Ellesmere Super Cinema

267 E. Lancashire Road,
Worsley, M27 0AA

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Additional Info

Previously operated by: G.B. Snape Group of Assoc. Cinema Companies, Snape & Ward Circuit

Architects: Thomas Milnes Foden, Gordon Hemm

Firms: Foden, Hemm & Williams

Styles: Atmospheric

Nearby Theaters

Ellesmere Super Cinema

Located in Worsley close to Swinton, to the northwest of Manchester. The Ellesmere Super Cinema was designed by Manchester based architectural firm Foden, Hemm & Williams. It was opened on September 28, 1936. All seats were on a stadium plan on a single floor, with a raised stepped section at the rear. The ceiling of the auditorium had a sky effect and the main stage curtain was of satin, appliqued to portray a garden scene with a central fountain. The fibrous plaster front of the stage also had the form of a waterfall design. The proscenium was 40ft wide. The stage was 22ft deep and 56ft wide. Dressing rooms were also provided. It was equipped with a Western Electric(WE) sound system. There was a two-storey 100-seat café & restaurant. It was operated by the Snape & Ward circuit, and by 1963 it was operated by the G.B. Snape Group of Assoc. Cinema Companies chain who to operated it for the remainder of its life.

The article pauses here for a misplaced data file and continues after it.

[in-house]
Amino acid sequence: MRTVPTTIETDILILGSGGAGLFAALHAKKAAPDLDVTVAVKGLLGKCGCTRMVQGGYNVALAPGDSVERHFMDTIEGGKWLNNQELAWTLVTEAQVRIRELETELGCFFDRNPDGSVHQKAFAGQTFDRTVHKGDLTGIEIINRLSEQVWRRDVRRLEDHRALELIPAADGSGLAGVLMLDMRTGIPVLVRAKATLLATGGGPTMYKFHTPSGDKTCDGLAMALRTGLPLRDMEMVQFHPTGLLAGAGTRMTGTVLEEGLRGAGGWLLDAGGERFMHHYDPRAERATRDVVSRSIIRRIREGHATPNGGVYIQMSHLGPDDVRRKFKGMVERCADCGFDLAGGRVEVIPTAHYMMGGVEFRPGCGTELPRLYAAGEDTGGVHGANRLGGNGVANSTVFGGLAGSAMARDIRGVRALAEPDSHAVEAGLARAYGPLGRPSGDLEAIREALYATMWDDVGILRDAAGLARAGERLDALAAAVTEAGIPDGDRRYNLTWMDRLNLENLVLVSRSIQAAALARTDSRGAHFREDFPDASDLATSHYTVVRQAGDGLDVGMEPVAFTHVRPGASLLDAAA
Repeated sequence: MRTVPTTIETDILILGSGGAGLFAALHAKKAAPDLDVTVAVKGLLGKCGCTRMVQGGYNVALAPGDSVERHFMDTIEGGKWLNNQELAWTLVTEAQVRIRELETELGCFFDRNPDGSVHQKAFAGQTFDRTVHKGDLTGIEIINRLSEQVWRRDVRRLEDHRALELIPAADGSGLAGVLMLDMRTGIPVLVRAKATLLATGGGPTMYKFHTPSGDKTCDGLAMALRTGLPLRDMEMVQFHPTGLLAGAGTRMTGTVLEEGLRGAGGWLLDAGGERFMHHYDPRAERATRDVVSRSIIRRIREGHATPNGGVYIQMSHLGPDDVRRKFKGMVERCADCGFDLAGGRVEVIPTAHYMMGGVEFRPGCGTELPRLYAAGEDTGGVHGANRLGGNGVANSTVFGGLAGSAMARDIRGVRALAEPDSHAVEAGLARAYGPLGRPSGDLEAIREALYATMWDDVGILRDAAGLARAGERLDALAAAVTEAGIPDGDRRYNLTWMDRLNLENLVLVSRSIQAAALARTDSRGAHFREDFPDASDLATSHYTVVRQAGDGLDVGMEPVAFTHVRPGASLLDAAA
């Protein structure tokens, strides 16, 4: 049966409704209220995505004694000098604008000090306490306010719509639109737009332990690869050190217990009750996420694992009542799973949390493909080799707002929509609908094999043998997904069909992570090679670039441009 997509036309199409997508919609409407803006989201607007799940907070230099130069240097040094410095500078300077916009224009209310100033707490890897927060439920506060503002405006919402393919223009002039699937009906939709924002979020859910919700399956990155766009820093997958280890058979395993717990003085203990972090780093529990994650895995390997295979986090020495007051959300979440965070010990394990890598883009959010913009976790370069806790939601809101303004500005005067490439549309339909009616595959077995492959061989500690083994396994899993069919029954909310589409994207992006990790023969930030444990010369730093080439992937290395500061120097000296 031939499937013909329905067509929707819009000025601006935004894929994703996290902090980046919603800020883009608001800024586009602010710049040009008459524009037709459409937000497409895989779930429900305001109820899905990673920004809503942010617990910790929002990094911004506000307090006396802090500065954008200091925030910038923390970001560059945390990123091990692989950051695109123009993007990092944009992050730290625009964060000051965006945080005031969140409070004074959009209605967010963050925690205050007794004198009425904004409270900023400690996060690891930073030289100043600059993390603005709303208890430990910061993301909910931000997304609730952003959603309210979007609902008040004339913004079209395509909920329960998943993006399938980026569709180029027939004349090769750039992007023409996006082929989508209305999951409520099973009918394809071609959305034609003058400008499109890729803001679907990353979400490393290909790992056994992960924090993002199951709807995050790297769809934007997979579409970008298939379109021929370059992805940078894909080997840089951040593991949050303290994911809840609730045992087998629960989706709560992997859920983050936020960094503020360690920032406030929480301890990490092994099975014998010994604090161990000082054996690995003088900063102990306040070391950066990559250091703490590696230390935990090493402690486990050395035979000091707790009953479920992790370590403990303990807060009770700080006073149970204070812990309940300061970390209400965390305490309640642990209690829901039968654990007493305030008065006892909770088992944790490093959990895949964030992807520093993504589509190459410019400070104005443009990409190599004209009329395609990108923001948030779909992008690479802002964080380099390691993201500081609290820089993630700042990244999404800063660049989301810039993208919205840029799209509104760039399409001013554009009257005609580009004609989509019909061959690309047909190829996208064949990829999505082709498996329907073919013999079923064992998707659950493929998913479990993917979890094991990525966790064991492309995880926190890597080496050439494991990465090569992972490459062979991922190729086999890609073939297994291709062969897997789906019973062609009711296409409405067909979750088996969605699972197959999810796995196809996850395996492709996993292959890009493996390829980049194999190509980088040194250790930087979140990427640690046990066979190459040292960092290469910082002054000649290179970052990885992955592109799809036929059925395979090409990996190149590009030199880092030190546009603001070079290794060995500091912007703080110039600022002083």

The Ellesmere Super Cinema was closed in the late-1960’s. It was demolished and a Premier Inn was built on the site, now re-named Hello Hotel.

Contributed by Shaun Green, Ken Roe

Recent comments (view all 1 comments)

UKmender on November 10, 2020 at 12:37 pm

The Ellesmere was not, actually, in Swinton but in Worsley, on the opposite side of the A580, East Lancashire Road. Built close to the main crossroads where Swinton, Pendlebury, Worsley and Monton (Eccles) meet, it had a large catchment area. Whilst each of those towns had their own cinemas, none were as large and well appointed as ‘The Ellesmere.’

Operated by G.B. Snape, as written above, it was actually part of Snape’s Cinema Circuits, who had their headquarters in a large, converted house in nearby Pendlebury. The Ellesmere was, in fact, their closest ‘house.’

The note, above, ‘The cinema had a cafe.’ is something of an understatement. Whilst the cinema did, indeed, have a cafe, it also had so much more:

G.B. Snape not only owned the Cinema and Bingo chain, he also owned Salford Rugby Club, along with its attached restaurant and nightclub, ‘The Willows,’ which was part of his ‘Stanneylands Restaurants’ chain. A very upmarket brand whose main branch was on Stannylands Road, Wilmslow. Other branches were spread throughout the more select areas of Manchester and Cheshire.

One such, fully licenced, Stannylands Restaurant was built, directly onto the right hand side of The Ellesmere Cinema. It was a large, semi-circular, opulent affair, with panoramic windows, its own entrance and car-park. There was also an entrance directly from within the cinema. Combination tickets could be purchased, which included both the cinema presentation and a table in the restaurant after the show.

It was Snape’s premier house, and it was a sad day when it was demolished to be replaced by a Premier Inn. The restaurant licence continued to be capitalised upon by the motel’s attached, canal themed gastro- pub, The Narrow Boat, later renamed ‘The Ellesmere.’ And, so, the name had returned, albeit temporarily. That building remains, in 2020, but now re-branded as a ‘Hello Hotel’ with ‘Albert’s’ restaurant and bar.

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